This gorgeous picture book biography, according to Kirkus Reviews in a starred review, is "a cheerful introduction not only to Wu Daozi, but to the power of inspiration."
Who wants to learn calligraphy when your brush is meant for so much more? Wu Daozi (689-758), known as China's greatest painter and alive during the T'ang Dynasty, is the subject of this stunning picture book. When an old monk attempts to teach young Daozi about the ancient art of calligraphy, his brush doesn't want to cooperate. Instead of characters, Daozi's brush drips dancing peonies and flying Buddhas! Soon others are admiring his unbelievable creations on walls around the city, and one day his art comes to life! Little has been written about Daozi, but Look and So masterfully introduce the artist to children.
About Lenore Look
I first began making picture books in kindergarten because my other career option at the time was stealing. But a life of crime requires practice and patience, neither of which I had, so I settled into industry, making what I coveted but what my parents could not afford to buy: beautiful books like the ones my teacher read to us in school.
Publishing was no problem in those days, not like it is now. By first-grade, I was my own publisher, making multiple copies of my books by hand. As for fame and fortune, I took care of that, too–I taught my brothers and the neighborhood kids how to wait in line for autographed copies, and I charged them 25 cents a book (an enviable paperback royalty today!), but also accepted candy.
By third grade, I had abandoned the literary scene. My parents had bought an old piano and signed me up for lessons and, thus, I began dreaming of becoming a world-famous concert pianist.
Then I came across a book on Maria Tallchief, and became a ballerina, just like that. I weighed only 40 pounds and could leap and pirouette all day without stopping. It was a lot easier than becoming a pianist.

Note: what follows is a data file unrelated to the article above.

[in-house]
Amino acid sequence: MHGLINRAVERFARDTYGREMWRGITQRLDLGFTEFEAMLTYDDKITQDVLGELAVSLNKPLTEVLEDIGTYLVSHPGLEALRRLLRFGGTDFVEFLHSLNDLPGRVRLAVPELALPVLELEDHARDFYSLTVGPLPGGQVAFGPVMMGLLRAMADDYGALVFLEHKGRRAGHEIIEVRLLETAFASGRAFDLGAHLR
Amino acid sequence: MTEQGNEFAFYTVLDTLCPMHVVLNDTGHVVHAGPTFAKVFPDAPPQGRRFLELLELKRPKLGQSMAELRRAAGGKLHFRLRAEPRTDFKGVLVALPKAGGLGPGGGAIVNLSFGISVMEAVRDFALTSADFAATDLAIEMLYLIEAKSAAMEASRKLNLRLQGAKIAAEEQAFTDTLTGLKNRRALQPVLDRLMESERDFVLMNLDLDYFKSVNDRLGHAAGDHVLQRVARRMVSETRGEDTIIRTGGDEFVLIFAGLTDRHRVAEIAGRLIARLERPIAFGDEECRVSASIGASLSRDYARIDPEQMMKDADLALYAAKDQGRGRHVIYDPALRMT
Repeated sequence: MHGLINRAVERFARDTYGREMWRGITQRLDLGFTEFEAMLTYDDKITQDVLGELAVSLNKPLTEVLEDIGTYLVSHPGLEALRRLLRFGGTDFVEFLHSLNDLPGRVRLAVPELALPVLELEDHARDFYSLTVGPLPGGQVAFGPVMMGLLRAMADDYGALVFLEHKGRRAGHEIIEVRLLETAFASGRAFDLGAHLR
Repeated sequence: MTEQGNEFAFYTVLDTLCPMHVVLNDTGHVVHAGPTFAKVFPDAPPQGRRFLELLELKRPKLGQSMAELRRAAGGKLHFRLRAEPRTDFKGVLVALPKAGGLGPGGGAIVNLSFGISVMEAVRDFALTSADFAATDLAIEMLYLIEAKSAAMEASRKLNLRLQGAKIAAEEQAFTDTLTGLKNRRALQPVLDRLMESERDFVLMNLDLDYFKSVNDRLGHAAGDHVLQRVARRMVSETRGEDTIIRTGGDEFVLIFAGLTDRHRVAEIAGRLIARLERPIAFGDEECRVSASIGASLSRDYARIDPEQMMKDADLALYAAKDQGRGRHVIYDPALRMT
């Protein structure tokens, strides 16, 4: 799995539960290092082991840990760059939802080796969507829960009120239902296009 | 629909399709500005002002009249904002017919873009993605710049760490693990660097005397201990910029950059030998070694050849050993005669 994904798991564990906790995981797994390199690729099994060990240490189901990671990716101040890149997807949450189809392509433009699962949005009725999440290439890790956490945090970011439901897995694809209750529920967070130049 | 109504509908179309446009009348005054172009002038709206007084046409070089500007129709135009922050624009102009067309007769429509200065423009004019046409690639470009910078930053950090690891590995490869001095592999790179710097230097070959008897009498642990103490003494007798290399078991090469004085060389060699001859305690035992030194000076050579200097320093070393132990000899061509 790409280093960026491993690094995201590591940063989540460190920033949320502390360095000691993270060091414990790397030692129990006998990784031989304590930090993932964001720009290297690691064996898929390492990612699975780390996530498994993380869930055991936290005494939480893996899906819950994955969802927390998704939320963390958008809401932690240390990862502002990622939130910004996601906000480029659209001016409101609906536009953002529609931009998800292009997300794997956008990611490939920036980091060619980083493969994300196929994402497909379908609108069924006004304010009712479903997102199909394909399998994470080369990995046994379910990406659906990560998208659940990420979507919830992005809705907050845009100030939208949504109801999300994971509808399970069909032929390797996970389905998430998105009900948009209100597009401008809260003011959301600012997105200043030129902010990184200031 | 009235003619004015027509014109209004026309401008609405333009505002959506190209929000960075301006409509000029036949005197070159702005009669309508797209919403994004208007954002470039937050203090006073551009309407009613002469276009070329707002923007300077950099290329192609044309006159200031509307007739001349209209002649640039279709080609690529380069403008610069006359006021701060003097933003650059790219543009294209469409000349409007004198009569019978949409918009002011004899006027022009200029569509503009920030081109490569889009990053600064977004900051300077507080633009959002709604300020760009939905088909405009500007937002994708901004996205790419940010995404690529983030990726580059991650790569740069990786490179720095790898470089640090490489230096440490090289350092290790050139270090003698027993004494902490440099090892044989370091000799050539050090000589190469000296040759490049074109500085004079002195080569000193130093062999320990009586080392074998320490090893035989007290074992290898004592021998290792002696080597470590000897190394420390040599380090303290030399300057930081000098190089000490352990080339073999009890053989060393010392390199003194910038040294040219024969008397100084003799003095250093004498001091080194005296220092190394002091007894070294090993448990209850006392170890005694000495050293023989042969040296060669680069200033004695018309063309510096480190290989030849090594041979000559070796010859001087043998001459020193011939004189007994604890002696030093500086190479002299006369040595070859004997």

Then I read a book about a surgeon, and one about a veterinarian, and another about a great tennis player . . . and I found myself wanting to become whatever I’d last read.
Eventually I grew up and became a newspaper reporter. It was the perfect job for me. I got paid to do the two things I loved most: writing and being curious. Working as a reporter taught me how to talk to people, how to find the story behind the story, and how to tell a story in a way that keeps a reader reading. I learned to listen to the way people talk. I learned to be precise and concise in my own choice of words. Best of all, the more I wrote, the more I was filled with a sense of wonder. I loved writing not only about what happens to people, but also about what happens inside of them, which is what writing for children is all about, but I didn’t yet know it.
It wasn’t until I became a mother and began reading children’s books again that I felt what the Chinese call yun fuen, a continuing of work begun in past lives. I had long forgotten my early foray into picture books, the thread I’d dropped in kindergarten, a thin rig, like the one a spider would use in rising. I had journeyed nearly 30 years down through space by then, unaware of my silken strand. Then one afternoon, with my two young children clamoring for something to do, I showed them how to fold paper into a book . . . picked up some crayons and a pen, and then . . . felt myself rising . . . returning to that place where I began, that brief age in which I had so many talents, and leapt and pirouetted into the sun, and could not stop.